Seen on February 14, 2015 @ The Fugard (Cape Town)
Valentine’s Day evening for my wife and I consisted of dinner and a show. David Kramer’s Orpheus in Africa tells the true story of the African-American Orpheus McAdoo, who – together with his musical ensemble – ventured into South Africa, being confronted with a hostile environment towards black people. The ensemble struggles with these perceptions, but also has substantial internal drama and romance.
It was nice to see that the racial struggles were rather subtle in the play. Kramer definitely had the option to make this a lot more heavy and burdened, but him choosing not to do so, allowed to focus more on the story of the people than on the context. And the story of the people is an even stronger voice in racial issues, so this was a great choice.
In terms of internal struggles, especially the debates on repertoire were food for thought. The ensemble started as a gospel singing group, not just because of success, but also (and maybe especially) because of religious convictions. The ensemble lives in a time where interest for religious music however is declining and more entertainment oriented musical genres are receiving increased attention. Orpheus is faced with the challenge of running a profitable business that might contrast with personal convictions.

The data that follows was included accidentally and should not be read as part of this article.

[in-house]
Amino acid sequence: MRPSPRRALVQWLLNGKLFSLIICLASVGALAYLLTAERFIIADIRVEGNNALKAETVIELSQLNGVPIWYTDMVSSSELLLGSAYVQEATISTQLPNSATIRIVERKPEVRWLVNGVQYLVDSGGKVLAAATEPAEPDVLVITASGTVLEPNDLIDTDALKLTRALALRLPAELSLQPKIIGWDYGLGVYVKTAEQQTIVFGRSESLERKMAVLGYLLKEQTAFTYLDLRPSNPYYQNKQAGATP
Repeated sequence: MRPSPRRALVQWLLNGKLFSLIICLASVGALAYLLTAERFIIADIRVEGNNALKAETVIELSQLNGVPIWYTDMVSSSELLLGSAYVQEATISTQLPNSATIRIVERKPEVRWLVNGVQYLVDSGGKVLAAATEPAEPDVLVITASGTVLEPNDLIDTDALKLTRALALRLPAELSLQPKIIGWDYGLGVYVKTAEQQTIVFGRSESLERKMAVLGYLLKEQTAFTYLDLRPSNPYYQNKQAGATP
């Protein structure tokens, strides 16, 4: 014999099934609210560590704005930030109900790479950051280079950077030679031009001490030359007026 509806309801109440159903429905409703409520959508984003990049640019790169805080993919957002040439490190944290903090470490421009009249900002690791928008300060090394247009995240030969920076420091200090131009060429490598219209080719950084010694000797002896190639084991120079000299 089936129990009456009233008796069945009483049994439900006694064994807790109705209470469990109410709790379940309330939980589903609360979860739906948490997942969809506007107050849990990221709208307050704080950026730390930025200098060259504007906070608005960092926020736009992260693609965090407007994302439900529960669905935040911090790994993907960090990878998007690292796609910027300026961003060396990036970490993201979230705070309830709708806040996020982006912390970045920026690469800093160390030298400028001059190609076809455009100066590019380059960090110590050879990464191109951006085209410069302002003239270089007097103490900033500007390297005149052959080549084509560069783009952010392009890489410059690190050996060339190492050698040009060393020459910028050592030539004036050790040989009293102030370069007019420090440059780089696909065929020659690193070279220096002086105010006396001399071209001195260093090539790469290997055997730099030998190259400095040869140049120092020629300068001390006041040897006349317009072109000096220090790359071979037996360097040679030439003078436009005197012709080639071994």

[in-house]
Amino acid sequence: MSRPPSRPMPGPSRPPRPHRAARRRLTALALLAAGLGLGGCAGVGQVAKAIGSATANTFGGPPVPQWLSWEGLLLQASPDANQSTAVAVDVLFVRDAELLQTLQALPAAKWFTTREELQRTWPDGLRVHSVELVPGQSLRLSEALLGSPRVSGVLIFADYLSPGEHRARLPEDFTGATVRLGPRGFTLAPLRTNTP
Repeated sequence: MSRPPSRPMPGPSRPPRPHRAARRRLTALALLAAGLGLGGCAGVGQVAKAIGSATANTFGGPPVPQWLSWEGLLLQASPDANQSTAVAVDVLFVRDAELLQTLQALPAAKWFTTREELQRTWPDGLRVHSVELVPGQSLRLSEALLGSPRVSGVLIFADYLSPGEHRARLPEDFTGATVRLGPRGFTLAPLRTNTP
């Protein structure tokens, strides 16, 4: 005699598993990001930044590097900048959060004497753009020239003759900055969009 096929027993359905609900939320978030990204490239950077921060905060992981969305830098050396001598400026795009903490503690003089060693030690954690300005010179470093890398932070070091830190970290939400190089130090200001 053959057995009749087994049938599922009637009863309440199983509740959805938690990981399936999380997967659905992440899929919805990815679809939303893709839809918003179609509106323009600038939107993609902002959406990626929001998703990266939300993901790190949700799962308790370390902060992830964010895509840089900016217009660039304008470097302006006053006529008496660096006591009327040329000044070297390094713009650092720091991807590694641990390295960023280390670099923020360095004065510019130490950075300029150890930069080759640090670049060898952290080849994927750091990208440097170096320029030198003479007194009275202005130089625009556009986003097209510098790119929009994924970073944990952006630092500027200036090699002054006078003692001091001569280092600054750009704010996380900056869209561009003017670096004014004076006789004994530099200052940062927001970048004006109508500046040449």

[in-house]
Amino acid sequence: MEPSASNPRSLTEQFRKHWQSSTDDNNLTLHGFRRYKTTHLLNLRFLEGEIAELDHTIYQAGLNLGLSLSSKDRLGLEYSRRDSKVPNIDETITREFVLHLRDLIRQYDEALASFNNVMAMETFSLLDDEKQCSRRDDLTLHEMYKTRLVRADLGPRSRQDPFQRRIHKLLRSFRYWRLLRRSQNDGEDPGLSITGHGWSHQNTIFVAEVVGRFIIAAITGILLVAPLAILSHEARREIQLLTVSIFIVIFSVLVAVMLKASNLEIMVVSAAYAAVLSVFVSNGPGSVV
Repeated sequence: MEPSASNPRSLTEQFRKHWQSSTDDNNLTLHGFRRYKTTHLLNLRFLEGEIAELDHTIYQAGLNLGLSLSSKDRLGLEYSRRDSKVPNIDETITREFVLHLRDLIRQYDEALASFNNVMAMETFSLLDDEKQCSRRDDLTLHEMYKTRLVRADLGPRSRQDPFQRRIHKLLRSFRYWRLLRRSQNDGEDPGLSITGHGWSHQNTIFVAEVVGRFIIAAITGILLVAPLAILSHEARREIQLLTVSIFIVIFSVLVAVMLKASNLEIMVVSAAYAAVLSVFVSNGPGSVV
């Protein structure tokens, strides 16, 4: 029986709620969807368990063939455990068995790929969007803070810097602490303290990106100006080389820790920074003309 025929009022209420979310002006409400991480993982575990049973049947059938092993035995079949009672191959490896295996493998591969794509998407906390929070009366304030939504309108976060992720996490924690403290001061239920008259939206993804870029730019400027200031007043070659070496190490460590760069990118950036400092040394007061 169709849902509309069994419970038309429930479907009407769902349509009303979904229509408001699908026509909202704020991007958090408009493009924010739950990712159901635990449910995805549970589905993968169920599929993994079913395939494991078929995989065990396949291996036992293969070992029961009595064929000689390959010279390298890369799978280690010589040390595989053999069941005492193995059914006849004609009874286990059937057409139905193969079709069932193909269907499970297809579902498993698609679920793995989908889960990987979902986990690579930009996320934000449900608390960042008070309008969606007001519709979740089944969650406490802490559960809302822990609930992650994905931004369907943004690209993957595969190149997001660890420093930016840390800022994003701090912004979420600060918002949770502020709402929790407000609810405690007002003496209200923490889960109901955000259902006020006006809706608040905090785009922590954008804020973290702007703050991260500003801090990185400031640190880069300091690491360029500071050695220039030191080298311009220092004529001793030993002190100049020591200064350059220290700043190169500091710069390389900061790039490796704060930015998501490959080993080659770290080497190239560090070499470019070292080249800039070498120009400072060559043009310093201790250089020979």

Overall, the plot was quite thin, to be honest. Of course Kramer wants to tell the story of Orpheus and that leaves little room for creativity, but it doesn’t work towards a climax. It feels quite drawn out on one hand, but then on the other hand just stops completely unexpected. The danger of portraying entire biographies always runs the risk of feeling fragmented and unfocused and this is the case with Orpheus in Africa as well.
Luckily the musical and theatrical performances were of very high quality. Aubrey Poo led the band of actors convincingly and showed both his acting and singing skills. Also his female counterpart, Lynelle Kenned, put down a strong performance.
The public’s favourite has to be the amazing Sne Dladla. In several different roles he brought comedy to heavy scenes through bodily and facial expression, and a characteristic control and timbre of voice. Both his role and his performance were a necessary addition to the play.
The music itself, with a mix of old and new songs, was fresh and creative. As said, even though the plot was not very strong, the music made the whole entertaining and definitely worth the watch.